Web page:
Studying the scriptures in 2021

Me studying the scriptures on the Isle of Patmos, Greece. 2021 is the year we (members of the Church of Jesus Christ of Latter-day Saints) focus on the Doctrine and Covenants and Church history. As the Lord said in Section 1: 37 Search these commandments, for they are true and faithful, and the prophecies and promises which are in them shall all be fulfilled. 38 What I the Lord have spoken, I have spoken, and I excuse not myself; and though the heavens and the earth pass away, my word shall not pass away, but shall all be fulfilled, whether by mine own voice or by the voice of my servants, it is the same. (Doctrine and Covenants 1:37–38) On this blog (and in the linked podcasts), I'll offer some insights you won't get anywhere else, along with supporting links and references. I'm sharing things that have helped me better understand the scriptures, and especially the credibility and reliability of Joseph Smith and Oliver Cowdery. Over a year ago, my publisher challenged me t

Jan. 11-17: D&C 2; Joseph Smith—History 1:27–65

  This lesson focuses on Moroni's visit as recounted in JS-H 1:27-65. JS-H has generated some confusion that we can resolve by considering earlier published accounts of Church history. The confusion involves (i) the identity of Moroni, (ii) the identity of the Lamanites, and (iii) the identity of Cumorah. I'll discuss these in the next section below. JS-H is an edited version of the history that was originally published in the Times and Seasons  as a series of articles titled "History of Joseph Smith." Moroni's visit was published on April 15, 1842 (Vol. III, No. 12, page 753).  You can see this here: and here: To avoid confusion (discussed in the next section below), it is important to consider two aspects of JS-H. (i) it is an edited version of the original History of Joseph Smith. (ii) it discusses some things in more detail than pr

Jan 4-10: Joseph Smith—History 1:1–26

  This lesson focuses on Joseph Smith's first vision and the events leading up to it. Joseph's family was deeply religious. His parents had regular family prayer and scripture study, which led Joseph to wonder about the state of his own soul. Unlike missionaries today, early missionaries did not focus much on the first vision. Instead, they preached from the Bible and the Book of Mormon. Historian Richard Bushman has pointed out that in the early 1800s, lots of people claimed to have visions, so Joseph's experience would not be all that unusual. That makes sense to me. Another question that people ask is why Joseph and Oliver didn't include the first vision in the eight essays on Church history they wrote and published in 1834-5. The essays describe Joseph's concern about the welfare of his soul and his prayer, but instead of the first vision, they relate Moroni's first visit. From our perspective today, this would have been an ideal time for Joseph to set out t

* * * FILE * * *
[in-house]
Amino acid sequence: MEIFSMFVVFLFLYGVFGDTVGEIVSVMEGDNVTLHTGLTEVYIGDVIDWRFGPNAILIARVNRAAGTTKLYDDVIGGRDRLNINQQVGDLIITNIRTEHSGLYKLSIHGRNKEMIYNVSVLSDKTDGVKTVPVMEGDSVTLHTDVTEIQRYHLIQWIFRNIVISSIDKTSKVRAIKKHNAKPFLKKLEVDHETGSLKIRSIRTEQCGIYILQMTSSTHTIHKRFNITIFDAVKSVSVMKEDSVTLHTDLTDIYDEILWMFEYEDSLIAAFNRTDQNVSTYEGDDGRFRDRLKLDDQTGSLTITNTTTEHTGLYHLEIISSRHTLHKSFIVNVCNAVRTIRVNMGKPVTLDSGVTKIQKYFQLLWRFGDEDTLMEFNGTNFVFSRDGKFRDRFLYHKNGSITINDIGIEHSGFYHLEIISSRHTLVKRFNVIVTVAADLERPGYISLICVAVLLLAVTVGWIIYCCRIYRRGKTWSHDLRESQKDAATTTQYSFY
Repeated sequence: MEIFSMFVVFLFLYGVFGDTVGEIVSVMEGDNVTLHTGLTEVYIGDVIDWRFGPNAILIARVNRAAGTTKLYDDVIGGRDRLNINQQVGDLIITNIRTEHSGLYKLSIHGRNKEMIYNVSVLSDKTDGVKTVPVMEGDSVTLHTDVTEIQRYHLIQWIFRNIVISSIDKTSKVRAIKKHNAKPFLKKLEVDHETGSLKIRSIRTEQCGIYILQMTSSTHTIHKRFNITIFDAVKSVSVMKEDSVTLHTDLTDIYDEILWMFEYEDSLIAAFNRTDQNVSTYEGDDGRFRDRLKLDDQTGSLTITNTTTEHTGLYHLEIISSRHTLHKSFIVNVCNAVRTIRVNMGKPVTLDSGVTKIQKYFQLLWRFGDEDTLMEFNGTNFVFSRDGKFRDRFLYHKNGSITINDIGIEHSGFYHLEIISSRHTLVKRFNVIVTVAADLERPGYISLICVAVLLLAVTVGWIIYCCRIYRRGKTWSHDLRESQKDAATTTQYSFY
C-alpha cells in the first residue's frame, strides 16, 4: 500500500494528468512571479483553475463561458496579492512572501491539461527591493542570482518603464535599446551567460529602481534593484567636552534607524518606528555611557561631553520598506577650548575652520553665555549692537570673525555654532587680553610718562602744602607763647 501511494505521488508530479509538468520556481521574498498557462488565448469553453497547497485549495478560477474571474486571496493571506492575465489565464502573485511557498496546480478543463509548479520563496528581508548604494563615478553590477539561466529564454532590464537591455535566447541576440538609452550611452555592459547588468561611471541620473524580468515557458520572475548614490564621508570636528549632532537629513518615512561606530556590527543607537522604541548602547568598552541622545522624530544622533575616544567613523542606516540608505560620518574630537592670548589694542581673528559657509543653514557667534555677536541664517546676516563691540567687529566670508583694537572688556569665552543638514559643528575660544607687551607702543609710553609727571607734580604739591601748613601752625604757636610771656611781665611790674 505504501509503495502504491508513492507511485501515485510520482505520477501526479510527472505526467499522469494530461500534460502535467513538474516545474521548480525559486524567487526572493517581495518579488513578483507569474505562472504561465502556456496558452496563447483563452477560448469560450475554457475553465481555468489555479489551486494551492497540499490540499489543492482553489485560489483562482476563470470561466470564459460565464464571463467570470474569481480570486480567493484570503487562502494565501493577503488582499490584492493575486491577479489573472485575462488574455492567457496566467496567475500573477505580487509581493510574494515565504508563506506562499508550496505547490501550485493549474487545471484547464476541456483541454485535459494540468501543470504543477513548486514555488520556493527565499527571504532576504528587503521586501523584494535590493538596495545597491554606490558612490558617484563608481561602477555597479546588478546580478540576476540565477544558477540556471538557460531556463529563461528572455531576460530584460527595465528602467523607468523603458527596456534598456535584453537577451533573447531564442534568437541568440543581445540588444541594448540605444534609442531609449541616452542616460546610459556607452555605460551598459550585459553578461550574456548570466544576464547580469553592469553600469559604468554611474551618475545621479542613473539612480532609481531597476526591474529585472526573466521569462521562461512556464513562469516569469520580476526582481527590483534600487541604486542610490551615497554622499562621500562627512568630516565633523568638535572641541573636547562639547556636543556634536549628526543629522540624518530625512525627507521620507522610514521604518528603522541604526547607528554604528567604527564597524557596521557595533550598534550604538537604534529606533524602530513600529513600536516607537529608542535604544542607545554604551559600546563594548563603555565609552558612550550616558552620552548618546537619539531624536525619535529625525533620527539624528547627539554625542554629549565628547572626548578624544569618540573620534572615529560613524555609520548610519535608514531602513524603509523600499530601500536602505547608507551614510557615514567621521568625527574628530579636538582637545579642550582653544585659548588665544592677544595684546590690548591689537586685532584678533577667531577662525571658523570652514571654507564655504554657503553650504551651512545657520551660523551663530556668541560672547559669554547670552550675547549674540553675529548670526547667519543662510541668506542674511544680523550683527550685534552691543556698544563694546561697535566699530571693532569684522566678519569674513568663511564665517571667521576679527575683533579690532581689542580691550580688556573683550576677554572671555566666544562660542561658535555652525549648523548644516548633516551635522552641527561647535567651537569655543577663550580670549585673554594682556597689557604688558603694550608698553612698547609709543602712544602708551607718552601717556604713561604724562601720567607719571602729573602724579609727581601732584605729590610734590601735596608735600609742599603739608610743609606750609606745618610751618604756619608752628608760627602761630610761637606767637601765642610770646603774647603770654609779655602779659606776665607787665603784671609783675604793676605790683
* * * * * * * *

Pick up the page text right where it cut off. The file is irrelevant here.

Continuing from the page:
Dec 28-Jan 3: D&C 1

As the designated preface for the Doctrine and Covenants, Section 1 deserves a great deal of attention. You and I could write an entire post about each verse.  Time constraints force us to focus.  The Lord explains that he gave these commandments (a synonym for scriptures in this context) for specific reasons, including this: That faith also might increase in the earth; (Doctrine and Covenants 1:21) In our day, there are innumerable challenges to our faith, both from without and within the Church. There have always been critics who opposed the work, but now we have scholars who are trying to persuade the Latter-day Saints that Joseph Smith never really translated anything, that he never used the plates but instead he merely read words that appeared on a seer stone he put in a hat, etc.   D&C 1 addresses these attacks on faith directly. It includes two key passages that tell us about: 1. The translation of the Book of Mormon. 2. The truthfulness of the revelations. _____ Behold, I a